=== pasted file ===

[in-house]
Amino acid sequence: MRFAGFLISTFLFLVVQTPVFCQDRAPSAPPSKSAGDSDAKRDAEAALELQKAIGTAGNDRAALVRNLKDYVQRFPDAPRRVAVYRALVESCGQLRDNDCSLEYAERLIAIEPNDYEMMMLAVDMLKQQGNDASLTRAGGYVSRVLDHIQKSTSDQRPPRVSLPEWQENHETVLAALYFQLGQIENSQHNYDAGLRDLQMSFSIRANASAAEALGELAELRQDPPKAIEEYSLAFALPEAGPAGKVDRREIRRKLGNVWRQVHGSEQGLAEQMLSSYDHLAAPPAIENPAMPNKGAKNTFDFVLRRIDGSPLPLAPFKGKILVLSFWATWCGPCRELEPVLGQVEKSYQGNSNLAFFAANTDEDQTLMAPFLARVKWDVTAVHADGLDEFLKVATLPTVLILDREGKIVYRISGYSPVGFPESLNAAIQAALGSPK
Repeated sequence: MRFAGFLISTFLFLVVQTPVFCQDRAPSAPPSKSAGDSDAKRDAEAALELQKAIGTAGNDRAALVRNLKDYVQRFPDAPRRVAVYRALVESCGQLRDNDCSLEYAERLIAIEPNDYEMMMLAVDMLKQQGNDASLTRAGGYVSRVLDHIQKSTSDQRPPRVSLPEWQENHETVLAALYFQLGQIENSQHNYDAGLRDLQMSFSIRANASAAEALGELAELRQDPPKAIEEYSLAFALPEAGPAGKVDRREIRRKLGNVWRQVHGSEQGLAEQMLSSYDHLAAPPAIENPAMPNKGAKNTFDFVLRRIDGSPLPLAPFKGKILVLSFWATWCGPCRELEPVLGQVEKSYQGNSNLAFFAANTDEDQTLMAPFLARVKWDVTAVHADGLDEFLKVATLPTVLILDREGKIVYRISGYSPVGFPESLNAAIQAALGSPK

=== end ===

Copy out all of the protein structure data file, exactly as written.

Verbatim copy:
[in-house]
Amino acid sequence: MRFAGFLISTFLFLVVQTPVFCQDRAPSAPPSKSAGDSDAKRDAEAALELQKAIGTAGNDRAALVRNLKDYVQRFPDAPRRVAVYRALVESCGQLRDNDCSLEYAERLIAIEPNDYEMMMLAVDMLKQQGNDASLTRAGGYVSRVLDHIQKSTSDQRPPRVSLPEWQENHETVLAALYFQLGQIENSQHNYDAGLRDLQMSFSIRANASAAEALGELAELRQDPPKAIEEYSLAFALPEAGPAGKVDRREIRRKLGNVWRQVHGSEQGLAEQMLSSYDHLAAPPAIENPAMPNKGAKNTFDFVLRRIDGSPLPLAPFKGKILVLSFWATWCGPCRELEPVLGQVEKSYQGNSNLAFFAANTDEDQTLMAPFLARVKWDVTAVHADGLDEFLKVATLPTVLILDREGKIVYRISGYSPVGFPESLNAAIQAALGSPK
Repeated sequence: MRFAGFLISTFLFLVVQTPVFCQDRAPSAPPSKSAGDSDAKRDAEAALELQKAIGTAGNDRAALVRNLKDYVQRFPDAPRRVAVYRALVESCGQLRDNDCSLEYAERLIAIEPNDYEMMMLAVDMLKQQGNDASLTRAGGYVSRVLDHIQKSTSDQRPPRVSLPEWQENHETVLAALYFQLGQIENSQHNYDAGLRDLQMSFSIRANASAAEALGELAELRQDPPKAIEEYSLAFALPEAGPAGKVDRREIRRKLGNVWRQVHGSEQGLAEQMLSSYDHLAAPPAIENPAMPNKGAKNTFDFVLRRIDGSPLPLAPFKGKILVLSFWATWCGPCRELEPVLGQVEKSYQGNSNLAFFAANTDEDQTLMAPFLARVKWDVTAVHADGLDEFLKVATLPTVLILDREGKIVYRISGYSPVGFPESLNAAIQAALGSPK